No app can do this. Skin cancer: there’s an app for that—but you shouldn’t trust it. Smartphone apps frequently misdiagnose dangerous me...
Skin cancer: there’s an app for that—but you shouldn’t trust it. Smartphone apps frequently misdiagnose dangerous melanomas as unthreatening lesions, according to researchers at the University of Pittsburgh School of Medicine.
Researchers downloaded four popular apps that claim to help fight skin cancer—the names weren’t listed in the study—and fed them images of cancerous and non-cancerous skin lesions. The results: Three out of the four apps classified over 70 percent of dangerous melanomas as non-cancerous.
That’s because most cancer-spotting apps rely on computer algorithms to predict if your mole is cancerous, but since cancer doesn’t neatly fit into most equations, the apps are easily fooled, says the study’s lead researcher, Laura Ferris, M.D., Ph.D., a professor at Pitt’s Department of Dermatology. While other apps send images to dermatologists in the U.S. for their opinion, they usually get the results wrong 60 percent of the time.
You can’t make an accurate diagnosis with a single photo, Dr. Ferris says. In person, your doctor uses a magnifying glass to get a better look at the questionable mole and the surrounding area.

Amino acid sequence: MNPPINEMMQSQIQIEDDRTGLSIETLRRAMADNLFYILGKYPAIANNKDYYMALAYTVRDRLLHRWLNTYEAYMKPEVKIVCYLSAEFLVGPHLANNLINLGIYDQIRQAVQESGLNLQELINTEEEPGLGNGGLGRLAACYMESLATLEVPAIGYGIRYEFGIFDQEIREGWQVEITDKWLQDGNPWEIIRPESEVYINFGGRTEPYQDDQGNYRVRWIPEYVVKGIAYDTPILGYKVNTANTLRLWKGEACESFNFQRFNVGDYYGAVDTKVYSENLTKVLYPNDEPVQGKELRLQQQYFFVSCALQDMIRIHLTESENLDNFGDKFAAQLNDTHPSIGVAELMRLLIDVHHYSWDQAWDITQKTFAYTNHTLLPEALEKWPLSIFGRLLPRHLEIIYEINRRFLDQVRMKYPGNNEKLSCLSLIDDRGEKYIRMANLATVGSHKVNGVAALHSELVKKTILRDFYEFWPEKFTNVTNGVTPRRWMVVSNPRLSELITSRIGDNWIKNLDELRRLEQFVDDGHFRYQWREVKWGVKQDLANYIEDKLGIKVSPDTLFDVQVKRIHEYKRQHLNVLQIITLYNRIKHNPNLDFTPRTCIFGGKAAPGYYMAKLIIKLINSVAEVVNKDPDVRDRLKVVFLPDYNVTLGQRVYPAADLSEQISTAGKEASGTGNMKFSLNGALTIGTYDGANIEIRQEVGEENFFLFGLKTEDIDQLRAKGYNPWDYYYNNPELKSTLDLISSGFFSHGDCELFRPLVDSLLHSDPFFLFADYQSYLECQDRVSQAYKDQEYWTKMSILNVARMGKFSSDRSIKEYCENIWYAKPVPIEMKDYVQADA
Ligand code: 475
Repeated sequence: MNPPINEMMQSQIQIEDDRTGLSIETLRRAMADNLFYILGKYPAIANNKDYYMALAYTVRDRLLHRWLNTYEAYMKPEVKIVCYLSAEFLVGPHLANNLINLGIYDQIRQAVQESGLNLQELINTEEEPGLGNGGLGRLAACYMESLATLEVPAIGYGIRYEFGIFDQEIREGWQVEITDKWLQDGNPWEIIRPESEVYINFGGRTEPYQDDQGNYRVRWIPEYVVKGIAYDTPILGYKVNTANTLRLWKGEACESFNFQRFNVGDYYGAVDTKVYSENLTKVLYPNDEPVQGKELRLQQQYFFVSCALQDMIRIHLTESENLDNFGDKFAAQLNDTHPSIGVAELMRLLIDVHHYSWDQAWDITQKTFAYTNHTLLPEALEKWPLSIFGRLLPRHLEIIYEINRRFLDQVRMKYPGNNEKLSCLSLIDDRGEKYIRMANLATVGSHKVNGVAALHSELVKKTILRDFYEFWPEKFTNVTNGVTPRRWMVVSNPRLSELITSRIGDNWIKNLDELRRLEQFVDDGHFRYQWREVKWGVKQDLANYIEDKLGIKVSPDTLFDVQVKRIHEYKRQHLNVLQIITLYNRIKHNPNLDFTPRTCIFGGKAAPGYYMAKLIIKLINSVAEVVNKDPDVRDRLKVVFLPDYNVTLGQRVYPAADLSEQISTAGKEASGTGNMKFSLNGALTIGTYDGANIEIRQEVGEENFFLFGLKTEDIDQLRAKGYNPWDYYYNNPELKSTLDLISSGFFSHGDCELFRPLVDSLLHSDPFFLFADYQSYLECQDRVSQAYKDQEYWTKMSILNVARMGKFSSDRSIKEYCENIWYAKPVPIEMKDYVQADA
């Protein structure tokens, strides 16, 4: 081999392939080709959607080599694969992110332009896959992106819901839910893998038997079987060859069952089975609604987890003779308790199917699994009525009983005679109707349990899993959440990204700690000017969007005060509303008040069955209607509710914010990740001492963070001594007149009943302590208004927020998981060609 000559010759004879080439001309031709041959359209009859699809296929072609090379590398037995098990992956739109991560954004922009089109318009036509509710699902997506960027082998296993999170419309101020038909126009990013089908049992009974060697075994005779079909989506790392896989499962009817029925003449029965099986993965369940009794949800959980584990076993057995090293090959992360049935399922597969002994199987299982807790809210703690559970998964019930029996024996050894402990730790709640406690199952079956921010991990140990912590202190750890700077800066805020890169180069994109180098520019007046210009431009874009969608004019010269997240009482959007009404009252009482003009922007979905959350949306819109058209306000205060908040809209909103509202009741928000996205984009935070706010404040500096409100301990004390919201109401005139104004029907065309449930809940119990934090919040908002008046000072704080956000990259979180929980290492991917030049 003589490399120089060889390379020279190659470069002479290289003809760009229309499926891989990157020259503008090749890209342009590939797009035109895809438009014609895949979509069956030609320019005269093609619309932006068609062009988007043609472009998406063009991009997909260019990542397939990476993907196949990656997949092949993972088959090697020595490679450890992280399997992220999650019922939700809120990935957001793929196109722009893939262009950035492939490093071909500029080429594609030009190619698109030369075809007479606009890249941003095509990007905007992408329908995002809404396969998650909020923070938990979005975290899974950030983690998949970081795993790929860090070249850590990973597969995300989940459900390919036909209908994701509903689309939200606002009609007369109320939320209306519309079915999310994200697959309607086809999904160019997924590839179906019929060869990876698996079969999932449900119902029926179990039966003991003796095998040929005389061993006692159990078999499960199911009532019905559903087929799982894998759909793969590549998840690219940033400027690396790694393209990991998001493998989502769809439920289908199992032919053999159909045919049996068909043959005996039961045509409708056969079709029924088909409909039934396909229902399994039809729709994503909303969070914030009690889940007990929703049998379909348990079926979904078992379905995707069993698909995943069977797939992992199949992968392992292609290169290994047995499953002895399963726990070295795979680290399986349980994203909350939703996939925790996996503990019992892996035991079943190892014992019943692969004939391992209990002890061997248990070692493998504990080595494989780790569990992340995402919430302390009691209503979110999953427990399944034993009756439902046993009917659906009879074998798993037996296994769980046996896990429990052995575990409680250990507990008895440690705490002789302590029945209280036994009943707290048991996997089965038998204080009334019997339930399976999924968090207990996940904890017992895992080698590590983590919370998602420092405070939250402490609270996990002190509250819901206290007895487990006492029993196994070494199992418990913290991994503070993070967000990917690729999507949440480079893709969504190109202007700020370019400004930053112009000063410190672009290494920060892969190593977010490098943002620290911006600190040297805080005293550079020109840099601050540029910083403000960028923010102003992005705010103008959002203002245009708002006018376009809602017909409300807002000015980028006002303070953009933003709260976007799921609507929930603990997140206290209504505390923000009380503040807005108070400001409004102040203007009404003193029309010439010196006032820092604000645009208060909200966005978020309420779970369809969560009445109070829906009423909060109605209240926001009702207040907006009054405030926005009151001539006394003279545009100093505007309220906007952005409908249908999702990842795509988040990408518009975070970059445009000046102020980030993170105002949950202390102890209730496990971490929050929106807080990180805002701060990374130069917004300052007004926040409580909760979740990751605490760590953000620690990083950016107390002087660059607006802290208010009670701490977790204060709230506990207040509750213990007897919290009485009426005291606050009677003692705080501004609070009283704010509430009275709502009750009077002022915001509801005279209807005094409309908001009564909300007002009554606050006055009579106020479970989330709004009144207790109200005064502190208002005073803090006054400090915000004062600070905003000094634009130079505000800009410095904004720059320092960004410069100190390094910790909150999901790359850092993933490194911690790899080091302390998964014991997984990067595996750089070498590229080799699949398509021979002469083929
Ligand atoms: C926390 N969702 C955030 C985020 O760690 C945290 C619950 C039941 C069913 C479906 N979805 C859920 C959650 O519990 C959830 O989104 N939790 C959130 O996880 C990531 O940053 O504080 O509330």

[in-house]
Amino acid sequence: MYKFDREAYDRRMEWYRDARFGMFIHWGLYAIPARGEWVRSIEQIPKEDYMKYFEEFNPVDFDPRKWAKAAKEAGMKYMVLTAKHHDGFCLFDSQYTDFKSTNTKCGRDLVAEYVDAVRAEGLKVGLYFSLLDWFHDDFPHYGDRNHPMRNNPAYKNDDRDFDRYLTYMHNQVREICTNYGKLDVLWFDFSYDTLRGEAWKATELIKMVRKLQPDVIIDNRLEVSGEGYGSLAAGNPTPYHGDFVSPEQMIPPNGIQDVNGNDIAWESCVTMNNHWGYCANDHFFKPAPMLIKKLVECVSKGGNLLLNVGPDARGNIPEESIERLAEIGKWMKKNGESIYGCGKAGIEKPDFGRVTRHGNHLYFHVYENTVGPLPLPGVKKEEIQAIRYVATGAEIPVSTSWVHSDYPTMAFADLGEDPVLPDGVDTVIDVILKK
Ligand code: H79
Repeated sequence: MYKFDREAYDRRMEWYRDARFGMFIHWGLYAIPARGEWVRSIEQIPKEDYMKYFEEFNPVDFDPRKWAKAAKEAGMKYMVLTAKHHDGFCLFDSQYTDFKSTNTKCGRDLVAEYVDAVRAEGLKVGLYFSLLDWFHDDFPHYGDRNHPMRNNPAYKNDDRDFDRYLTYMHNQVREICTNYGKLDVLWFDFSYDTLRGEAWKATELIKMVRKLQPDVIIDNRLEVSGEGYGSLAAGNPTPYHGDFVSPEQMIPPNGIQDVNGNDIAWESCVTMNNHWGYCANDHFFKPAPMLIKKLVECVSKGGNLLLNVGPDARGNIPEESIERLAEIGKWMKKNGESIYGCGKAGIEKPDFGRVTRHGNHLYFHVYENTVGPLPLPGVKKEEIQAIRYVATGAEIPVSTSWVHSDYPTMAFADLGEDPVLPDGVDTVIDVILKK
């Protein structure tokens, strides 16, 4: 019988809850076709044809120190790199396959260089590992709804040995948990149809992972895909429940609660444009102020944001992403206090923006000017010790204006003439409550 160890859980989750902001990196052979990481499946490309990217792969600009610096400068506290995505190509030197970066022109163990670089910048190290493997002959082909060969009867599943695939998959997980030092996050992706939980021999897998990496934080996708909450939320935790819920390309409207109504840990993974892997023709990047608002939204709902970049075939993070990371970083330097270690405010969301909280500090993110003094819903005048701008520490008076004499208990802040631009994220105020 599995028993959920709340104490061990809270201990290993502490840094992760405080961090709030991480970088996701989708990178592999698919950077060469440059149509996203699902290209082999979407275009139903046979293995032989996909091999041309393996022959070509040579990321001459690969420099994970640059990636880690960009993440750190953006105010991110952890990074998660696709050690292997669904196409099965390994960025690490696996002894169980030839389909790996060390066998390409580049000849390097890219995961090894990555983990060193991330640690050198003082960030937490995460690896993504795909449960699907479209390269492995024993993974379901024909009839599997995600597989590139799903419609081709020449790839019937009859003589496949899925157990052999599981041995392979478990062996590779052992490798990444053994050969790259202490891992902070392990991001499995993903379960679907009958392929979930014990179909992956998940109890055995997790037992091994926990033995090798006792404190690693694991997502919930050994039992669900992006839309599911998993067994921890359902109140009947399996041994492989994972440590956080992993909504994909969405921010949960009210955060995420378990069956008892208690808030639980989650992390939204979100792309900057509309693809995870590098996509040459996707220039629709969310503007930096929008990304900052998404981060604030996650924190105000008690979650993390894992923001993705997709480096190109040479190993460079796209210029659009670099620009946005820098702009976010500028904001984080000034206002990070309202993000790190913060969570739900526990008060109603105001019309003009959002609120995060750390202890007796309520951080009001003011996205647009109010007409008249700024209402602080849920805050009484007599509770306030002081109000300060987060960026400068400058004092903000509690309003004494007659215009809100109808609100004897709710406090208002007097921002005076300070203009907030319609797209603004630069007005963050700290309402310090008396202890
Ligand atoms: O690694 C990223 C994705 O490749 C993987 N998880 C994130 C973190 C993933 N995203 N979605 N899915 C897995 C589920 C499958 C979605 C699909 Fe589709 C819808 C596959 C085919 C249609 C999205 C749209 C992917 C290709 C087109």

Not all apps are bad, though, and some can be useful for keeping track of suspicious moles, Ferris says. Snapping photos of potential trouble spots every 90 days helps you keep track of any changes in your moles. One good option: The UMSkinCheck (free for iOS) released from researchers at the University of Michigan. The app guides you through a series of 23 photos that covers your body from head to toe, and then stores the images you take to serve as a baseline for future exams.
But with such a serious disease, a doctor should always be your first stop. Make sure to keep an appointment with your dermatologist every year, and call him A.S.A.P. if you notice changes in a mole’s shape, size, or color. (Want to tell if your bump or blemish is the big C? Check out What Skin Cancer Looks Like.)
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